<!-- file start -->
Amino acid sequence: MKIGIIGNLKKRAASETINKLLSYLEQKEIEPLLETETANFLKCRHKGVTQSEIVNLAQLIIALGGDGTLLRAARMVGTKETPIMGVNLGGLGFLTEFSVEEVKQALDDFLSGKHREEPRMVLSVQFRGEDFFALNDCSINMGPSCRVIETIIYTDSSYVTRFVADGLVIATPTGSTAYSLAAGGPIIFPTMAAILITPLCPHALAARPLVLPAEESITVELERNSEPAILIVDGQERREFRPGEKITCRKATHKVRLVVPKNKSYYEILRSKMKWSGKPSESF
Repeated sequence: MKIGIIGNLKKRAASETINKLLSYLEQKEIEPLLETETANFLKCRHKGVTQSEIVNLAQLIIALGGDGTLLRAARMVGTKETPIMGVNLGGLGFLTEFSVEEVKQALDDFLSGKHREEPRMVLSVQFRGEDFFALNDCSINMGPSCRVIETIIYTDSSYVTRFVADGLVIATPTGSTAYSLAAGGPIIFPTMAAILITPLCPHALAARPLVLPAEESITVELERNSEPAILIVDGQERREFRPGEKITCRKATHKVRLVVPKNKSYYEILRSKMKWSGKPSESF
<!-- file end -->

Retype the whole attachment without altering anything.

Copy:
Amino acid sequence: MKIGIIGNLKKRAASETINKLLSYLEQKEIEPLLETETANFLKCRHKGVTQSEIVNLAQLIIALGGDGTLLRAARMVGTKETPIMGVNLGGLGFLTEFSVEEVKQALDDFLSGKHREEPRMVLSVQFRGEDFFALNDCSINMGPSCRVIETIIYTDSSYVTRFVADGLVIATPTGSTAYSLAAGGPIIFPTMAAILITPLCPHALAARPLVLPAEESITVELERNSEPAILIVDGQERREFRPGEKITCRKATHKVRLVVPKNKSYYEILRSKMKWSGKPSESF
Repeated sequence: MKIGIIGNLKKRAASETINKLLSYLEQKEIEPLLETETANFLKCRHKGVTQSEIVNLAQLIIALGGDGTLLRAARMVGTKETPIMGVNLGGLGFLTEFSVEEVKQALDDFLSGKHREEPRMVLSVQFRGEDFFALNDCSINMGPSCRVIETIIYTDSSYVTRFVADGLVIATPTGSTAYSLAAGGPIIFPTMAAILITPLCPHALAARPLVLPAEESITVELERNSEPAILIVDGQERREFRPGEKITCRKATHKVRLVVPKNKSYYEILRSKMKWSGKPSESF